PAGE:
New York Court of Appeals Raises Landmark Limitation Period for Mortgage Foreclosure Actions | McGlinchey Stafford
On February 18, 2021, the New York Court of Appeals issued a historic decision in four cases related to the application of the statute of limitations to exclude a mortgage in New York. Most notable is the long overdue decision Freedom Mortgage Corporation v. Engel (“Engel”), which overturned the earlier decision of the Appeal Division on the requirements for revocation of a previous acceleration of a mortgage loan. The Court of Appeal has now held that where a loan acceleration has occurred due to the filing of a lawsuit in a foreclosure action, the voluntary discontinuance of that action by the note holder constitutes an affirmative act of revocation of this acceleration in law, in the absence of an express and contemporaneous declaration to the contrary on the part of the holder of the notes.
The common problem in Engel and Ditech Financial, LLC v Naidu (“NaiduIs whether a valid election to expedite, made by the commencement of a prior foreclosure action, has been revoked as a result of the voluntary discontinuance of that action by the Noteholder. Determining if and when a noteholder has revoked their election to accelerate is critical to determining whether a foreclosure action brought more than six years after the acceleration is time-barred.
Applicants in Engel and Naidu both claimed their foreclosure actions were brought in a timely fashion because they affirmatively overturned previous elections to speed up the loan by voluntarily withdrawing those earlier foreclosure actions. At a time Engel and Naidu, the Supreme Court ruled that the respective accelerations had been overturned by a voluntary abandonment of the previous foreclosure action. However, the Appeal Division overturned the lower court rulings in each case, dismissing the actions for limitation.
Departments in the Appeals Division have always maintained that revocation of an acceleration can be accomplished by an “affirmative act” from the noteholder within six years of the election to accelerate.. However, more recently, as evidenced by the decisions of the Second Department in Engel and Naidu, a new norm has arisen: a motion or stipulation by a note holder to withdraw a foreclosure action, “in itself”, is do not an affirmative act of revocation of the acceleration made via the complaint.
The Court of Appeal rejected this approach and noted that it is both “analytically unfounded in contract law” and “practically impractical”. It would require courts to take a case-by-case approach to reviewing the course of the parties’ conduct and correspondence after the discontinuance to determine whether a noteholder intended to revoke acceleration when he abandoned the action. Under this approach, the revocation investigation turns into an exploration of the bank’s intent, accomplished through a comprehensive review of post-abandonment acts.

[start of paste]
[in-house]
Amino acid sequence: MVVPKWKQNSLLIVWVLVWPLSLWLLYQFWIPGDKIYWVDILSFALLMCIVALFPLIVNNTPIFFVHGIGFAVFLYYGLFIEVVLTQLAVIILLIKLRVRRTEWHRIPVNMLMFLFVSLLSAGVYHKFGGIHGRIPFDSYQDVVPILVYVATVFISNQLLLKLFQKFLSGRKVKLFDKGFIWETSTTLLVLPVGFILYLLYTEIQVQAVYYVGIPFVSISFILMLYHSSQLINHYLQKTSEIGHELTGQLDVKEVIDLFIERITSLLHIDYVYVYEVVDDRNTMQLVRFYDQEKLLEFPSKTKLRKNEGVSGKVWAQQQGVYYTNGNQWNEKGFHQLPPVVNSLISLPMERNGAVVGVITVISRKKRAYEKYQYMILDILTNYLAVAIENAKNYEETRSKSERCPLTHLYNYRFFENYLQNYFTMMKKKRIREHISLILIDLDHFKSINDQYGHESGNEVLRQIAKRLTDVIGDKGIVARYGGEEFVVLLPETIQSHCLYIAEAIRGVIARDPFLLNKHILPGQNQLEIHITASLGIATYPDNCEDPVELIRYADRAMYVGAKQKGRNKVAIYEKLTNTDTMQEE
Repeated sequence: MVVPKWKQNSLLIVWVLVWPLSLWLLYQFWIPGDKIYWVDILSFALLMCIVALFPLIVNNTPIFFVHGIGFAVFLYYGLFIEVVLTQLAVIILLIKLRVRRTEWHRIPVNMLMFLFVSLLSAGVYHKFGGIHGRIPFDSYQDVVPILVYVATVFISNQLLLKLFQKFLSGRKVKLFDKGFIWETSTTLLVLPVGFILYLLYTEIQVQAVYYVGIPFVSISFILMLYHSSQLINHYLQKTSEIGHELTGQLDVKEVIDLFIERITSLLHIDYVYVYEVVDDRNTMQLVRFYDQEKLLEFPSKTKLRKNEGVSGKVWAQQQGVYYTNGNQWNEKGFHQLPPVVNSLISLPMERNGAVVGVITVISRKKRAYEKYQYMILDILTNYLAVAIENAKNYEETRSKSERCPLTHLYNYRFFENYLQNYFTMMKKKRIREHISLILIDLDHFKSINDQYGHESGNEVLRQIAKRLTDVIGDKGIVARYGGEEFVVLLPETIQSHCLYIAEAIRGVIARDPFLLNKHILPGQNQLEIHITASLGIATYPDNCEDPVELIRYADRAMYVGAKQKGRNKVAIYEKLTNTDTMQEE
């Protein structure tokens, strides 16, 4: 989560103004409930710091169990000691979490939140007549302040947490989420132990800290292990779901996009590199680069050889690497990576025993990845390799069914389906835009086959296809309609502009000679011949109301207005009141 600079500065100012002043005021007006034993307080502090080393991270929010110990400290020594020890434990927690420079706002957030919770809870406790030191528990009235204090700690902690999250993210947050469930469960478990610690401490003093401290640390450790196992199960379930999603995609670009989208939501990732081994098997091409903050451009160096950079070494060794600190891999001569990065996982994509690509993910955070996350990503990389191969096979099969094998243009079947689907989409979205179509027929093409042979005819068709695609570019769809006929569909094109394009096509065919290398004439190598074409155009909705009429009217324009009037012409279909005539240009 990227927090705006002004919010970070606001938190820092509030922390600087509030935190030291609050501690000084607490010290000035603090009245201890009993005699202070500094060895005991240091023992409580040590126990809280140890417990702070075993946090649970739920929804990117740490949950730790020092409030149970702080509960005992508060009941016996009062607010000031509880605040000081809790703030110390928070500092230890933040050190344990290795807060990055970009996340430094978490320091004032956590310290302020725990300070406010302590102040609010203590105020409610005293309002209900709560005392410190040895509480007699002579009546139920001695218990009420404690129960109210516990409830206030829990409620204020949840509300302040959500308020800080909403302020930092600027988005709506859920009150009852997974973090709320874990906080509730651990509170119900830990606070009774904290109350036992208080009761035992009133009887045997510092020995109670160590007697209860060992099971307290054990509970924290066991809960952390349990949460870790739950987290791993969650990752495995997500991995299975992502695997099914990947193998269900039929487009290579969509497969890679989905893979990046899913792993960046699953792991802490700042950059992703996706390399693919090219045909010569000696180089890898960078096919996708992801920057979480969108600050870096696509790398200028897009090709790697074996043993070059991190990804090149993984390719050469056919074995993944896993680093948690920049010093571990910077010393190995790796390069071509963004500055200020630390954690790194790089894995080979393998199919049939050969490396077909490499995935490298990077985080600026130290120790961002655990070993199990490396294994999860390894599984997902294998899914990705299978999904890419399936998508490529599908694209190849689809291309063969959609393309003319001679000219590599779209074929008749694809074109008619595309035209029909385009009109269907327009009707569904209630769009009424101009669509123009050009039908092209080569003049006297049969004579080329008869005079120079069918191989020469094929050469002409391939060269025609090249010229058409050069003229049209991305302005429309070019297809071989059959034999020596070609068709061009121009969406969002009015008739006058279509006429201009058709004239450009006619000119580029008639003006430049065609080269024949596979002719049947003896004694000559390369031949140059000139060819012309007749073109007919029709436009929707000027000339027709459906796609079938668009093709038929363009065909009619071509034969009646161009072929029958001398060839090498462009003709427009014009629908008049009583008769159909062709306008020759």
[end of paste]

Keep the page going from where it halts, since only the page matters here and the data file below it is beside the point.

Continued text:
The Court of Appeal gave reasons for its decision, stating that the ex post facto case-by-case approach adopted by the Appeal Division is inconsistent with the policy underlying the limitation period, because the desirability of an action in foreclosure “cannot be confirmed with a certain degree of certainty”, a result that the Court of Appeal has repeatedly rejected. The ex post facto approach, on a case-by-case basis, also leaves the parties without concrete contemporary indications as to their current contractual obligations, leading to confusion between the parties. Further, if the effect of a voluntary abandonment of a mortgage foreclosure action depended solely on the importance of the actions of the noteholders that occur months or years later, the parties may not be clear. as to their contractual obligations after termination until the issue is resolved. in a subsequent foreclosure action (which is exactly what happened Engel and Naidu).
Instead, the Court of Appeal adopted a “clear rule” that when a loan acceleration has occurred due to the filing of a lawsuit in a foreclosure action, the discontinuance voluntary action by the Noteholder constitutes an affirmative act of revocation of such acceleration as a matter of law, absent an express and contemporaneous statement to the contrary by the Noteholder. However, a voluntary withdrawal withdraws the complaint and, when the complaint is the only expression of a demand for immediate payment of the entire debt, it is the functional equivalent of a declaration by the lender indicating that the acceleration is being revoked. The Court of Appeal noted that this clear rule is consistent with its precedent in favor of a consistent and direct application of the limitation period which serves the objectives of “finality, certainty and predictability”, to the benefit of borrowers and noteholders. .
Applying this clear rule, the Court of Appeal reversed the decisions of the Appeal Division in Engel and Naidu, holding that the plaintiffs validly revoked the previous accelerations by voluntarily withdrawing the previous foreclosure actions within the limitation period.